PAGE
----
CALLING THE PARENTS
With sweaty palms I dialed their cell phone number. It rang a few times and went to voicemail. I don’t blame them; if it’s an unknown number, I let my incoming calls go to voicemail too. “Hey, this is Robert, Matthew’s foster dad. We’re having revival services at our church this week, and Mandi and I wanted to invite you to come tomorrow night. I know you work second shift, but we’ll be glad to come pick you up if you guys can make it. We thought you might want to see Matthew on his birthday. Also… we want you to know that we’re here if you ever need anything. This is not just about Matthew, we care about you guys too. We think of you often and pray for you every night when we put the kids to bed. Let me know about tomorrow.”
They didn’t call back. We didn’t hear from them for a few weeks in fact, but the social worker who picked up Matthew for each visit told us one day, “I don’t know what you guys have done or said, but they love ya’ll. They speak very highly of you both.” Apparently just knowing that we were genuinely concerned about them and prayed for them regularly had an effect.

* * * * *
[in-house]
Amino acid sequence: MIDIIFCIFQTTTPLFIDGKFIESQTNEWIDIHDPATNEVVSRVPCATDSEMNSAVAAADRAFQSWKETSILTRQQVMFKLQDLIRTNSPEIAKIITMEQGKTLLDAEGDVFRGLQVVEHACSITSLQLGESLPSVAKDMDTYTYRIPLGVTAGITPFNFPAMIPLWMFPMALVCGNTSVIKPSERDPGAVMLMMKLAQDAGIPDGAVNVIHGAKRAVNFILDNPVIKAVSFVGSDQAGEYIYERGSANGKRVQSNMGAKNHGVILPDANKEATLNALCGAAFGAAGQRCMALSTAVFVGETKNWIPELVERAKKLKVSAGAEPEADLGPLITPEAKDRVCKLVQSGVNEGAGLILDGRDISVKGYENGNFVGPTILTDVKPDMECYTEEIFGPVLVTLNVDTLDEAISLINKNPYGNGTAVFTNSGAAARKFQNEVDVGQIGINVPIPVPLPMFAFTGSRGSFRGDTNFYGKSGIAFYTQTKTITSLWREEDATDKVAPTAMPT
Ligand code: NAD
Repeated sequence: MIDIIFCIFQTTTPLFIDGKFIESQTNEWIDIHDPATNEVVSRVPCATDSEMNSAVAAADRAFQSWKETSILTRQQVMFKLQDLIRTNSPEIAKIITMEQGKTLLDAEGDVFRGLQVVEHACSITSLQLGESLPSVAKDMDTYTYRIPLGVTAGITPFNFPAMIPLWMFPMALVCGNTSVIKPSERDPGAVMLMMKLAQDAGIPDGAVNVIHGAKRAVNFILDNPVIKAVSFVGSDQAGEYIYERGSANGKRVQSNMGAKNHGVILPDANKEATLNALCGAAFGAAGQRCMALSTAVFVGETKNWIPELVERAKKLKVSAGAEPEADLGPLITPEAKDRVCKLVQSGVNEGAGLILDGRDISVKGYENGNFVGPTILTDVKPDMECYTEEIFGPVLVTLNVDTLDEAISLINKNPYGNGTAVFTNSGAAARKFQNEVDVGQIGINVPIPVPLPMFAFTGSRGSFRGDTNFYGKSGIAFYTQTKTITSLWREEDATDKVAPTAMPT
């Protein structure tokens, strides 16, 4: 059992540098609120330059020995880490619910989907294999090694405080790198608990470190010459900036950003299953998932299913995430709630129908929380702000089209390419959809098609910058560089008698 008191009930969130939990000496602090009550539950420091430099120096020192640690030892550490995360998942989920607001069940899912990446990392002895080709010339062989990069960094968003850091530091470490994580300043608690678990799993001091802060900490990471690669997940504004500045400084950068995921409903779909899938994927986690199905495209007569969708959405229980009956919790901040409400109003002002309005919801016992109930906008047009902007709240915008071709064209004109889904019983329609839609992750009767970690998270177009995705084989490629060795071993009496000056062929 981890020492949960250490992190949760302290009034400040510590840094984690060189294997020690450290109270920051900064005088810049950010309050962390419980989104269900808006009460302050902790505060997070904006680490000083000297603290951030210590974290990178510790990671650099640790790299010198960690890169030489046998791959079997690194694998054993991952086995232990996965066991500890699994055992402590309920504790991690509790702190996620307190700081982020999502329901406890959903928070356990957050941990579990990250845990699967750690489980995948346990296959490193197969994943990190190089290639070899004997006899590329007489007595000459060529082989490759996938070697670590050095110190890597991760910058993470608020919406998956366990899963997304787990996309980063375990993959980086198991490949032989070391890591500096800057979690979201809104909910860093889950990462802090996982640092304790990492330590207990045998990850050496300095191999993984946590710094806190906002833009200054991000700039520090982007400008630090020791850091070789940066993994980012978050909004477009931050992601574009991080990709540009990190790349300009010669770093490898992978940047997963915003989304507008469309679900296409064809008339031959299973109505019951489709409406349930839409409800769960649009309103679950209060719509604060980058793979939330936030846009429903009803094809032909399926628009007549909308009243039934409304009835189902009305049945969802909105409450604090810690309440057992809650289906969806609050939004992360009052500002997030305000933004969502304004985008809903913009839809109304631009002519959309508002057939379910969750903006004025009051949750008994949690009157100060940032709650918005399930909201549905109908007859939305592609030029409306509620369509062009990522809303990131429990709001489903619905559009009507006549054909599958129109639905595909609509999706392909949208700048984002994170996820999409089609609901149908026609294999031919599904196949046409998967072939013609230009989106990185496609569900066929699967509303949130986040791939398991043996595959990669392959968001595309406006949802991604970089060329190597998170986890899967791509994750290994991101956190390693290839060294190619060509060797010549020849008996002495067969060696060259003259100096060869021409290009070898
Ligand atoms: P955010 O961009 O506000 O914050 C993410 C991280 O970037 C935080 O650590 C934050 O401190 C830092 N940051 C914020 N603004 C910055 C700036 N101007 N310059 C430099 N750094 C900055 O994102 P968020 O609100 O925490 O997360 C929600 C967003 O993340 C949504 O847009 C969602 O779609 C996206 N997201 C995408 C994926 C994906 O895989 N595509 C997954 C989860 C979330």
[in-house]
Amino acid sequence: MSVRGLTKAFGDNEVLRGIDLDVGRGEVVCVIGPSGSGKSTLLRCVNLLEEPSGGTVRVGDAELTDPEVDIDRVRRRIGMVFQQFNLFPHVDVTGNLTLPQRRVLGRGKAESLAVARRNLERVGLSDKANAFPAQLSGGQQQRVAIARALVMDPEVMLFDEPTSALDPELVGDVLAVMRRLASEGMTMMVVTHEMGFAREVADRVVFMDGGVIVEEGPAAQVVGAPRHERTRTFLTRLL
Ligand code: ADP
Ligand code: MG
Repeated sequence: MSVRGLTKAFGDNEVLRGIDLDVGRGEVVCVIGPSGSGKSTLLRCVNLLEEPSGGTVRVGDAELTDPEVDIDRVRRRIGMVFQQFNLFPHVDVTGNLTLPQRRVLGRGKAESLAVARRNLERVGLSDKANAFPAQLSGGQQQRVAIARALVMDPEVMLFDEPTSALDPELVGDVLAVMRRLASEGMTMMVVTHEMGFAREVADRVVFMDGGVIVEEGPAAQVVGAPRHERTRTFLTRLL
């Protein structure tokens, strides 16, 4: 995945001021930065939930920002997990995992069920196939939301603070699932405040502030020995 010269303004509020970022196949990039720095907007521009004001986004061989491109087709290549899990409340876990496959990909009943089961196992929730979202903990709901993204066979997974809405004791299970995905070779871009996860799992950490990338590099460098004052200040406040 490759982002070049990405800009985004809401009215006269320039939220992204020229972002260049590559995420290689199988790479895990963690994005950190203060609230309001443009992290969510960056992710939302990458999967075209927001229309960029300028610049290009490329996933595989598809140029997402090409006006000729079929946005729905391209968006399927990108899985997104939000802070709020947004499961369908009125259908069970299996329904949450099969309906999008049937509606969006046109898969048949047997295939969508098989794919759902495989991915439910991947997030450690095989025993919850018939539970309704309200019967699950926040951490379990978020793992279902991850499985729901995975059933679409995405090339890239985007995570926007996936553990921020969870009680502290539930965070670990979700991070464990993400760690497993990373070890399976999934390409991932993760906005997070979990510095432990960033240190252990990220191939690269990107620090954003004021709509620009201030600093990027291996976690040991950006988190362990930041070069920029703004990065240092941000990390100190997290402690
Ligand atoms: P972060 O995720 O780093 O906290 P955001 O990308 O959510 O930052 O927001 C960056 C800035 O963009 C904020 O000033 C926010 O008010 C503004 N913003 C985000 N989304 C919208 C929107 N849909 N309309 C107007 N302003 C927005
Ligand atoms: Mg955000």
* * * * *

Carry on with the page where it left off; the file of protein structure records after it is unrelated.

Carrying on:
Every three months during the duration of Matthew’s case, we had the opportunity to attend the court hearings that extended his care in the custody of the state. Had the parents completed their necessary tasks, these hearings could also have returned Matthew to their custody. Being in the courtroom was always unsettling, and not just because of Matthew’s case, but because of the other cases going on at the same time. I had never been in a courtroom before, but it wasn’t like anything I’d seen on TV (funny, I always thought TV and the internet were spot on).
All of the juvenile cases were heard on the same day, so the courtroom was full of bio-parents, foster parents, social workers, and attorneys. There were 100 or more people in the galley waiting on their name to be called. The courtroom was never silent. While the judge was discussing one case at the bench with all the parties involved, parents were updating social workers on their progress, social workers were informing attorneys about upcoming cases on the docket, and bio-parents were all discussing their cases with each other. There was a constant murmur about custody, placement, judgements and appeals from the front of the courtroom all the way to the back. Ordered chaos.